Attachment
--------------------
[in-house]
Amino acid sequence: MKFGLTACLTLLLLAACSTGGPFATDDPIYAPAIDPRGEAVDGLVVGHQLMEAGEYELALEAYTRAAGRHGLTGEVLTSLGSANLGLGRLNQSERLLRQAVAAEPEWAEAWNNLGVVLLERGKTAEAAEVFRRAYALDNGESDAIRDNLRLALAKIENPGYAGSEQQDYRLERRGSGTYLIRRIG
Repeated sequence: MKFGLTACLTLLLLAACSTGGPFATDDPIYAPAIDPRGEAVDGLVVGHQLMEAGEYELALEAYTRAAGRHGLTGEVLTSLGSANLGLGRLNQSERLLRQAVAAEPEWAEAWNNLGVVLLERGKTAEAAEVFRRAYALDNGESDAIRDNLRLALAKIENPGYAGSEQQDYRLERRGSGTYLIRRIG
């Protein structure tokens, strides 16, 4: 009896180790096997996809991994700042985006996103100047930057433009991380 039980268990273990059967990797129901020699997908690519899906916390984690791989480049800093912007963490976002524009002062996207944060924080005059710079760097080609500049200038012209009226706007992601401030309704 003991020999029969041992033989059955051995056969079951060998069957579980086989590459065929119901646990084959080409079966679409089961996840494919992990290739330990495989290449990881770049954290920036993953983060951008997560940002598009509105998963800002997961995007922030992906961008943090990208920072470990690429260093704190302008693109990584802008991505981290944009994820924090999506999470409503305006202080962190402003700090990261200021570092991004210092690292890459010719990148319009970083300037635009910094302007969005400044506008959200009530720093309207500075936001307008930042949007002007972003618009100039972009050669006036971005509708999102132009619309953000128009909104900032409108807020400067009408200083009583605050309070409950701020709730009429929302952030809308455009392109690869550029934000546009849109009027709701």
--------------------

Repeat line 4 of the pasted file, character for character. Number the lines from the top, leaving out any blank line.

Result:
């Protein structure tokens, strides 16, 4: 009896180790096997996809991994700042985006996103100047930057433009991380 039980268990273990059967990797129901020699997908690519899906916390984690791989480049800093912007963490976002524009002062996207944060924080005059710079760097080609500049200038012209009226706007992601401030309704 003991020999029969041992033989059955051995056969079951060998069957579980086989590459065929119901646990084959080409079966679409089961996840494919992990290739330990495989290449990881770049954290920036993953983060951008997560940002598009509105998963800002997961995007922030992906961008943090990208920072470990690429260093704190302008693109990584802008991505981290944009994820924090999506999470409503305006202080962190402003700090990261200021570092991004210092690292890459010719990148319009970083300037635009910094302007969005400044506008959200009530720093309207500075936001307008930042949007002007972003618009100039972009050669006036971005509708999102132009619309953000128009909104900032409108807020400067009408200083009583605050309070409950701020709730009429929302952030809308455009392109690869550029934000546009849109009027709701």